Selection, Investment, and Women's Relative Wages Over Time (with Yona Rubinstein)


In theory, growing wage inequality within gender should cause women to invest more in their market productivity and should differentially pull able women into the workforce. Our paper uses Heckman's two-step estimator and identification at infinity on repeated CPS cross-sections to calculate relative wage series for women since 1970 that hold constant the composition of skills. We find that selection into the female full-time full-year workforce shifted from negative in the 1970s to positive in the 1990s, and that the majority of the apparent narrowing of the gender wage gap reflects changes in female workforce composition. We find the same types of composition changes by measuring husbands' wages and NLS IQ data as proxies for unobserved skills. Our findings help explain why growing wage equality between genders coincided with growing inequality within gender.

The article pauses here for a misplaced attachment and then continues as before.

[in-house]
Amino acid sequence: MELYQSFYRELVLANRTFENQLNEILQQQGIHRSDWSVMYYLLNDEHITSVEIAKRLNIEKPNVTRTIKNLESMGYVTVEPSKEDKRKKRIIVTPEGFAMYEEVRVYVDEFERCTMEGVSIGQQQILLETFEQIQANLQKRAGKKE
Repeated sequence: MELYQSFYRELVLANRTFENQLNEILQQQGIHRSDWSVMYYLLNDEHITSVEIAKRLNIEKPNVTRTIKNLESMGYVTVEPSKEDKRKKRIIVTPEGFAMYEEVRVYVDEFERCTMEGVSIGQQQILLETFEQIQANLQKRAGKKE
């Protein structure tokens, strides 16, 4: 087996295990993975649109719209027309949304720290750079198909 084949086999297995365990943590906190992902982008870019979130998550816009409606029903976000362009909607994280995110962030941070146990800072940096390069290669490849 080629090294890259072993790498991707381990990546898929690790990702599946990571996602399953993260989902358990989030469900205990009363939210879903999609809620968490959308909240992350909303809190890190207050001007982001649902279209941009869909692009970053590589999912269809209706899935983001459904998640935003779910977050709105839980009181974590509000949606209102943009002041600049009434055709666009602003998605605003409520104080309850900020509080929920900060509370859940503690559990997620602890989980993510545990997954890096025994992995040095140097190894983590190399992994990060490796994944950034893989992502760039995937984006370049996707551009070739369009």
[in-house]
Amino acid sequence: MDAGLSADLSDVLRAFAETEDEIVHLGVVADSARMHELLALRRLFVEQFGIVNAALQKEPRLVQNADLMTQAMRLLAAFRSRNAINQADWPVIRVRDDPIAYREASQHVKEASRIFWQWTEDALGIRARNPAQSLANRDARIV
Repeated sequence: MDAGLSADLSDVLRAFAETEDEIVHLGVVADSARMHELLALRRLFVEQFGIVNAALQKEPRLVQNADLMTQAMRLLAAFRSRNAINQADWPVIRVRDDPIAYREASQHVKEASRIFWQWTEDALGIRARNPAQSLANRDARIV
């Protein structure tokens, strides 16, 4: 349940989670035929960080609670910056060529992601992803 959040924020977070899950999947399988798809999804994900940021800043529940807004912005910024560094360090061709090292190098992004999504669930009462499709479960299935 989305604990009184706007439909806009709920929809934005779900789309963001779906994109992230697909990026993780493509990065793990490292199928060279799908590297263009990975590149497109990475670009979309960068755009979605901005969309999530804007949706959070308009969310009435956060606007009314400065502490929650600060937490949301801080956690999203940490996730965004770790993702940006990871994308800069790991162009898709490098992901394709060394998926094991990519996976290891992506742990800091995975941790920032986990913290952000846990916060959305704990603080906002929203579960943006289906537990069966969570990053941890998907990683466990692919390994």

accepted, Quarterly Journal of Economics.
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Click here to access the data and STATA do files to replicate Table 1 in our QJE paper. does everything except the bootstrapped standard errors. runs the standard errors too, but takes MUCH longer to run. The other do files are used to create the weights needed to combined the regression coefficient estimates into the statistics reported in each of Table 1's cells. The zip file has the pooled CPS dataset.
© copyright 2004-2009 by Casey B. Mulligan and Yona Rubinstein.